With Proxy Season in Full Swing, CEO Pay Gets Good Look

With Proxy Season in Full Swing, CEO Pay Gets Good Look venimo - Fotolia

Executive compensation is in the spotlight now that more companies have filed their latest proxy statements.

Working with governance research firm Equilar, The New York Times devoted a big chunk of its Sunday business section to analyzing the pay of 100 CEOs whose companies had filed their proxies as of April 4. The media compensation collected by those within that group was $13.9 million—a 9 percent increase over last year. All told, the CEOs included in the Equilar study were paid $1.5 billion last year, slightly more than they collected in 2012, according to the Times.

The Times reports that the application of pay-for-performance metrics to executive compensation is growing more widespread and may have amplified the upward trend evident in CEO pay. “The current system of executive compensation, with its emphasis on performance, can theoretically constrain pay,” the newspaper notes, “but in practice it has not stopped companies from paying their top executives more and more.”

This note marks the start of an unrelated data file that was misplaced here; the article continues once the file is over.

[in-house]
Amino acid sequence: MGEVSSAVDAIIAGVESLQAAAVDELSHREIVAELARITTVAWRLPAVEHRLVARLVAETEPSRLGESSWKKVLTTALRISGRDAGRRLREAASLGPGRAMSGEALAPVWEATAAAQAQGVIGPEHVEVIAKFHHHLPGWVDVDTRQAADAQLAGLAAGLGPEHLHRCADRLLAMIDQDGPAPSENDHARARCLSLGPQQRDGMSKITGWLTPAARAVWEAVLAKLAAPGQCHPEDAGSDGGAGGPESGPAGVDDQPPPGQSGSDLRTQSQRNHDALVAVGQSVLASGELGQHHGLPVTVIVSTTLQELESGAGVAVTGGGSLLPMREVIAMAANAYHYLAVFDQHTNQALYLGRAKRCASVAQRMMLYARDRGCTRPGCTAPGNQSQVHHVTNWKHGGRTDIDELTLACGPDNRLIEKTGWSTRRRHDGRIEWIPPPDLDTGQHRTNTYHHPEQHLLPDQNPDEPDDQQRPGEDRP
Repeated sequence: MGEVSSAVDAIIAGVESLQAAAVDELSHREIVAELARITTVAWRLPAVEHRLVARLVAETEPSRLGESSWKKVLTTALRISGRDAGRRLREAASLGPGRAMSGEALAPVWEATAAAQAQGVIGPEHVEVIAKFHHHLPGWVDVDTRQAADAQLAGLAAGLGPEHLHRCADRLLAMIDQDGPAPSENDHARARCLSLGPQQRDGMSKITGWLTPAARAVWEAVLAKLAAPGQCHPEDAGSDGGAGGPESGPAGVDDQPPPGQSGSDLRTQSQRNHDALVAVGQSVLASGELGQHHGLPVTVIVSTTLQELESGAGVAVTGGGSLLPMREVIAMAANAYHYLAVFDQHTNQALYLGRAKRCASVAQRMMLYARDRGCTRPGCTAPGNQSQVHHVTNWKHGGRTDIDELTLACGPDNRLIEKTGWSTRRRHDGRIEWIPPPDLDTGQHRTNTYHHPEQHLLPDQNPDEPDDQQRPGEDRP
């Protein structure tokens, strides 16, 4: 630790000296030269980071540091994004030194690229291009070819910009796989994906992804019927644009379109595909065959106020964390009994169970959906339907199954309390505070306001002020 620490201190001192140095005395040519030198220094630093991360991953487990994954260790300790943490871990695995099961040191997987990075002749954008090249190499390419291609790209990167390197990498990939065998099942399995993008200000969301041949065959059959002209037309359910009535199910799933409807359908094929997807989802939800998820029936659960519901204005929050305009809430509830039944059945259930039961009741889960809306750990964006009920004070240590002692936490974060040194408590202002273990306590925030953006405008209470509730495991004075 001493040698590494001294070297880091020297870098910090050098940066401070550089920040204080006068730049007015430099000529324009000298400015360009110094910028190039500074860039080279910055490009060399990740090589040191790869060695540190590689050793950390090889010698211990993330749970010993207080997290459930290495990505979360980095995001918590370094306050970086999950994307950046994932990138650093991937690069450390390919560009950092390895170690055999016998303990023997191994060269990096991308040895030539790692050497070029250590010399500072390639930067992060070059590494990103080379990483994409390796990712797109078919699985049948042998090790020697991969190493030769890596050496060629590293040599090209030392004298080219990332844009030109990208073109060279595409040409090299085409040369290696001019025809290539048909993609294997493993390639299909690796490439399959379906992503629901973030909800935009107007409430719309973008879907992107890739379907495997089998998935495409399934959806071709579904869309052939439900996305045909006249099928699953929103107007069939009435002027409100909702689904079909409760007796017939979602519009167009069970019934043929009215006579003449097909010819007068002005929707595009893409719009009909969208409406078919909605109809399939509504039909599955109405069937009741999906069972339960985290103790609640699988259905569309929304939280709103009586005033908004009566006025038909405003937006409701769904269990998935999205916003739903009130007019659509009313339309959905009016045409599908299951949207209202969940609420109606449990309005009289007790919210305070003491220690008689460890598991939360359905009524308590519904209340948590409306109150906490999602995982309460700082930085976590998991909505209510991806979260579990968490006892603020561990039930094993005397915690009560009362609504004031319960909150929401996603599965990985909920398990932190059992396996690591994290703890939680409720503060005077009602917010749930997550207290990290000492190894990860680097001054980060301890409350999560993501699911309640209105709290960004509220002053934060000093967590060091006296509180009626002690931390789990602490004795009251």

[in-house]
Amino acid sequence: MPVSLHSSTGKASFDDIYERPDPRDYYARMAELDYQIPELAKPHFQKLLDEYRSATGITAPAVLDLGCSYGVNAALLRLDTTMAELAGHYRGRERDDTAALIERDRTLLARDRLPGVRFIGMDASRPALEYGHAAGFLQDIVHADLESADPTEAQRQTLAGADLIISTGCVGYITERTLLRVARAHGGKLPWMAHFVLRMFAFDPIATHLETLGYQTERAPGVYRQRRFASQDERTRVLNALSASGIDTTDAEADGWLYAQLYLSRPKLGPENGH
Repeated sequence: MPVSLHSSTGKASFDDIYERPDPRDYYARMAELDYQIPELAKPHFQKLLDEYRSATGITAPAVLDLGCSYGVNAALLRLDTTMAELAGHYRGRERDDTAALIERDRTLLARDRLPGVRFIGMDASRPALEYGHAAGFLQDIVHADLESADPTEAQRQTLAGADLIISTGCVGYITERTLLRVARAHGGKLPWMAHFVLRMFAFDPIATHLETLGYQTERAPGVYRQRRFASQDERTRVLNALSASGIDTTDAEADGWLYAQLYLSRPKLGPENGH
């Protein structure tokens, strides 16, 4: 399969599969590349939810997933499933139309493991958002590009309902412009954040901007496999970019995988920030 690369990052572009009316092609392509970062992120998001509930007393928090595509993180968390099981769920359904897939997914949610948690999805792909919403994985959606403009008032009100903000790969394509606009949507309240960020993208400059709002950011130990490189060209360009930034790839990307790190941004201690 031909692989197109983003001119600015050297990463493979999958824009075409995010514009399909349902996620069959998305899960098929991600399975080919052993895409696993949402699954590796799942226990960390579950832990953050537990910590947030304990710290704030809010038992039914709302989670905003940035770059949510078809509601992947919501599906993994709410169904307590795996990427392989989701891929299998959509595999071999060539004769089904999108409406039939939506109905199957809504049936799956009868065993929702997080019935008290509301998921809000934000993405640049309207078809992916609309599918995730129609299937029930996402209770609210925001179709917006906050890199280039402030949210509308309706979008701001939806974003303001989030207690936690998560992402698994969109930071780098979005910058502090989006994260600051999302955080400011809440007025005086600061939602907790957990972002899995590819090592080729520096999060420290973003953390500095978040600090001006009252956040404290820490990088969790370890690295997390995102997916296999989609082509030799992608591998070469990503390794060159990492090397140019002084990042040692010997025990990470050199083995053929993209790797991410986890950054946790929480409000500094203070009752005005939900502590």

With the stock market continuing to boom, executives could well see their compensation climb even higher, according to the Times. That’s especially true given that a growing number of companies—63 percent as of last year, Equilar found—are relying on stock-based compensation packages to pay executives.

“This is meant to be a good thing,” the Times reports. “Paying in stock can motivate executives to get the share price higher, which, of course, will benefit shareholders.”

When it comes to the question of which industries are the most generous, a separate analysis of companies in the Standard & Poor’s 500 index that have already filed proxies shows that media executives are among the most handsomely rewarded as a group, Bloomberg reports. CBS CEO Leslie Moonves, for instance, received compensation totaling $66.9 million last year, just below top-ranked Oracle Corp. CEO Larry Ellison’s $78.4 million package.

Moonves is likely to earn even more this year, given CBS’s stock market performance and the fact that the company moved in February to increase increase his grants of restricted stock by $1.5 million a year, to $11 million, according to Bloomberg.

“This is the fifth consecutive year that the company’s performance significantly exceeded the S&P 500, including a period during which CBS stock appreciated by more than 20 times,” CBS spokesman Dana McClintock told Bloomberg.

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